With continued reference to FIGS. 1 and 2, the first subassembly cover 28 substantially encloses the entire melt assembly 12 in the closed position, except for a top end of the cyclone separator unit 14. This top end (hidden in FIGS. 1 and 2) is covered by a protective cap 40 that insulates the typically metal material forming the cyclone separator unit 14 from an operator who may be working with the adhesive dispensing device 10 when the first subassembly cover 28 is closed. Similarly, the second subassembly cover 30 substantially encloses the entire control subassembly 24 except for an external controller box 42 that may include several elements used for various purposes during operation of the adhesive dispensing device 10. For example, the controller box 42 in the exemplary embodiment includes a siren 44, a screw 45 used to adjust air pressure in a pump described below, and a pressure gage 46 for measuring this air pressure. All other components of the melt subassembly 12 and the control subassembly 24 are isolated from direct contact with an operator during operation of the adhesive dispensing device 10.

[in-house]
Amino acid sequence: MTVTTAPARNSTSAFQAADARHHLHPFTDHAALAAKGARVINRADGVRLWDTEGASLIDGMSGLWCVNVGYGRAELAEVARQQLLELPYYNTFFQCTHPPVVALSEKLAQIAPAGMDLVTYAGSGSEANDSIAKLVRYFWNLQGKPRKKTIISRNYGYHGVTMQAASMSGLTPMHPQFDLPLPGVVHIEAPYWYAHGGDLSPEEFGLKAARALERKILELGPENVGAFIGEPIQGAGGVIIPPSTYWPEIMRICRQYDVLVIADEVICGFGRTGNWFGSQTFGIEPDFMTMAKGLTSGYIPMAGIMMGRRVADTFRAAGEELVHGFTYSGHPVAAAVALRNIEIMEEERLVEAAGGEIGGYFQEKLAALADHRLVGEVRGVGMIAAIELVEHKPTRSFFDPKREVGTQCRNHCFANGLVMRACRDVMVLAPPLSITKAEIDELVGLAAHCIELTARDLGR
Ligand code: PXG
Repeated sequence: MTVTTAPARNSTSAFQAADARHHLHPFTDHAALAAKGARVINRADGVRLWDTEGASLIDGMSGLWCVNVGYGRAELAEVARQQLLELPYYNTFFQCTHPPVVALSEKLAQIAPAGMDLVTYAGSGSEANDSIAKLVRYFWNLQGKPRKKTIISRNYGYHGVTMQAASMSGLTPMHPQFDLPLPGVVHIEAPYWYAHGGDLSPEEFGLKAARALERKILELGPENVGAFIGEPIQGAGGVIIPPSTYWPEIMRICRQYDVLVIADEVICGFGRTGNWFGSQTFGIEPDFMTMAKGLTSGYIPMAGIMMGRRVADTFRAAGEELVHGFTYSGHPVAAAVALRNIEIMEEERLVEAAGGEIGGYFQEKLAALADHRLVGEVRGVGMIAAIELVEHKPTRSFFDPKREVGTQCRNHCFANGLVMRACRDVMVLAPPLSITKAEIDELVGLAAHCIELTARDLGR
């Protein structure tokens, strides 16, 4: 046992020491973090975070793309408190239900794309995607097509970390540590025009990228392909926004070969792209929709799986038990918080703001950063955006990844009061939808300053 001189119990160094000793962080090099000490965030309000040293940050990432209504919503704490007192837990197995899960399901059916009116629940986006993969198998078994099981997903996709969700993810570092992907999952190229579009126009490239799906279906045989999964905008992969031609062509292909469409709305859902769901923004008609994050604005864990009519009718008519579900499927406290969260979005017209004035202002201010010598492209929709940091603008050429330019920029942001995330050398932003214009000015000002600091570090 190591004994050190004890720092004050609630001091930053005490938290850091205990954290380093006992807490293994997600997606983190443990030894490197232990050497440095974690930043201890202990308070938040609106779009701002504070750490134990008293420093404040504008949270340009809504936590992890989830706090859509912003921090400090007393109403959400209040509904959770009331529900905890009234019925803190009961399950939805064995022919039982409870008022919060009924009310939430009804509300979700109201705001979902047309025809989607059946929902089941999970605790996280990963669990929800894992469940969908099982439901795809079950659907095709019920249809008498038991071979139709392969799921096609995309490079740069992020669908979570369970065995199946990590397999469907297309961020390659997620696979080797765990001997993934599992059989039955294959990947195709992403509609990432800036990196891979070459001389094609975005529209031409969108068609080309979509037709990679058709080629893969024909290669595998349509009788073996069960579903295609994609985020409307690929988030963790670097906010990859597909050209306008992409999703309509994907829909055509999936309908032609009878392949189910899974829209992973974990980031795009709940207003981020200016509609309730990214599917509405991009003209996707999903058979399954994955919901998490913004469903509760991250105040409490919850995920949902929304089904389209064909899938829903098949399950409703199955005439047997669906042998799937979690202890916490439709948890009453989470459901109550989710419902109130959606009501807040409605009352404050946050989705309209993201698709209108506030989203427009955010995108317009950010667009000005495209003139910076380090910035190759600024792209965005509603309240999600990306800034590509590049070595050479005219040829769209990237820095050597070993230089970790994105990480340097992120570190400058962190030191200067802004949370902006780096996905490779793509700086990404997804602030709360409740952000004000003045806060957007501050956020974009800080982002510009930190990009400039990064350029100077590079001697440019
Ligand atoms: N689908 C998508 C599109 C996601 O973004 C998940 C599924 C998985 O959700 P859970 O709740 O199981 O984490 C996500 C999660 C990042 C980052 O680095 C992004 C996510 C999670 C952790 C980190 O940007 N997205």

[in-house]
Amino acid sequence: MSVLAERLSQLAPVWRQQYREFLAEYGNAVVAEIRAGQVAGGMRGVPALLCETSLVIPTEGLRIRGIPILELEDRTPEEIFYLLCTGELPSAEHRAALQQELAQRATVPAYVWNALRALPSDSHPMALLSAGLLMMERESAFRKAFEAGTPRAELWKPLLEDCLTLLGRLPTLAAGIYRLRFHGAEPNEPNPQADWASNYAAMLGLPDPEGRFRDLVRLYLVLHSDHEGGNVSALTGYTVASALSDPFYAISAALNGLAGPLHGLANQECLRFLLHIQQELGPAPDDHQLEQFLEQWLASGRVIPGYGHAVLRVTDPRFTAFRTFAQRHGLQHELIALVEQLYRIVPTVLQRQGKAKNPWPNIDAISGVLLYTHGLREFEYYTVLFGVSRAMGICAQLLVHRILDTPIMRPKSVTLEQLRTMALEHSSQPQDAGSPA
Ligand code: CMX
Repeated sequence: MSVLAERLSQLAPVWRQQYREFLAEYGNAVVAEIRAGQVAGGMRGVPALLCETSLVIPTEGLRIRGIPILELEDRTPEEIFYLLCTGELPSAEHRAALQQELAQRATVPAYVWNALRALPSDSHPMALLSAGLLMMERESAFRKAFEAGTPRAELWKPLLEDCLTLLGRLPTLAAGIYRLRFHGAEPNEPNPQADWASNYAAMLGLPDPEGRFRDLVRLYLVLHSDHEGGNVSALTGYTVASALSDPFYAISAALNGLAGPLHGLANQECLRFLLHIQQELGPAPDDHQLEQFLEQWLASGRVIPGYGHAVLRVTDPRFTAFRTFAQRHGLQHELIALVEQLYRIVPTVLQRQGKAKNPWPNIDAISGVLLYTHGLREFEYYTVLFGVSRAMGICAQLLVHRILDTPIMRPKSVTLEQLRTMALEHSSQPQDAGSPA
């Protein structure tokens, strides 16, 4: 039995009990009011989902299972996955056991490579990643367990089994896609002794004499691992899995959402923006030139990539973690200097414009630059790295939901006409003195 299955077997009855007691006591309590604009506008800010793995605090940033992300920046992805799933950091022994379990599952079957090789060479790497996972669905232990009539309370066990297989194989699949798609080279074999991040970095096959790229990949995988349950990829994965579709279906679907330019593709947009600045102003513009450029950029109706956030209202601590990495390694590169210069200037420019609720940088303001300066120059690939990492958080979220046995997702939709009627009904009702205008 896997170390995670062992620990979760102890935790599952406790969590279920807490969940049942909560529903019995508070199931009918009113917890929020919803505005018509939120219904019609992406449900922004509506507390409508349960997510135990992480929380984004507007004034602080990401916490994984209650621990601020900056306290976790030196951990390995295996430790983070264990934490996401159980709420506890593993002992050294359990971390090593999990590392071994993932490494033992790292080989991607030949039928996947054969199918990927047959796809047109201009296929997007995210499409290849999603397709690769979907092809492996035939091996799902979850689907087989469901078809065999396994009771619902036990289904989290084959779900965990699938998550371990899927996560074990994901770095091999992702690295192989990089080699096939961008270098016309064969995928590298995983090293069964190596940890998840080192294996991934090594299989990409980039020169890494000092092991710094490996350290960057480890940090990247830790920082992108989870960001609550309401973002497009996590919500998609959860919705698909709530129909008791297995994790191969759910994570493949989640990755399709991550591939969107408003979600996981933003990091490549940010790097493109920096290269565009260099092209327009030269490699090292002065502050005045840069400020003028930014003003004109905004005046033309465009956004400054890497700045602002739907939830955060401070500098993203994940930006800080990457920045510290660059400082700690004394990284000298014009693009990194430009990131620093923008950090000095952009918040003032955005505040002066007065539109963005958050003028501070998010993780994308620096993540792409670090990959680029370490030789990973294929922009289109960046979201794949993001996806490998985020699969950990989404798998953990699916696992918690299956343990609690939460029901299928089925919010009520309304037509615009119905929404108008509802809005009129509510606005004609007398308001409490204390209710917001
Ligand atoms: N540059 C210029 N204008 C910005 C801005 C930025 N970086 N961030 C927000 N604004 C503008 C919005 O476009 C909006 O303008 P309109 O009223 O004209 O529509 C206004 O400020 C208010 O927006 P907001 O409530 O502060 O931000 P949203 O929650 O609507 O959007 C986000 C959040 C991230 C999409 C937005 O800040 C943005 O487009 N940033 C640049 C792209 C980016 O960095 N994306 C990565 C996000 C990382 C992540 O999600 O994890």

The control subassembly 24 is shown in further detail in FIGS. 1 and 2. To this end, the control subassembly 24 includes a controller 48 (e.g., one or more integrated circuits) operatively connected to a control interface 50. The controller 48 is operable to communicate with, and control the actuation of components of the melt subassembly 12. For example, the controller may receive signals from the level sensor 18 and cause actuation of more adhesive pellets to be supplied from a fill system 52 (shown schematically in FIGS. 2 and 4) via the cyclonic separator unit 14 when necessary. The control interface 50 is mounted on the second subassembly cover 30 and is operatively connected to the controller 48, such that an operator of the adhesive dispensing device 10 may receive information from the controller 48 or provide input data to the controller 48 at the control interface 50. Although the control interface 50 is illustrated as a display screen in the illustrated embodiment, it will be understood that touch screen displays, keypads, keyboards, and other known input/output devices may be incorporated into the control interface 50. The control subassembly 24 also includes the controller box 42 previously described, and this controller box 42 is operatively connected to the controller 48 to provide additional input/output capabilities between the operator and the controller 48. The control subassembly 24 may also include a timer 53 (shown schematically in FIG. 5 connected to the controller 48 for measuring various time variables used in estimating a temperature of the level sensor 18 and in compensating fill level readings from the level sensor 18, as described in detail with reference to FIGS. 12 through 15 below.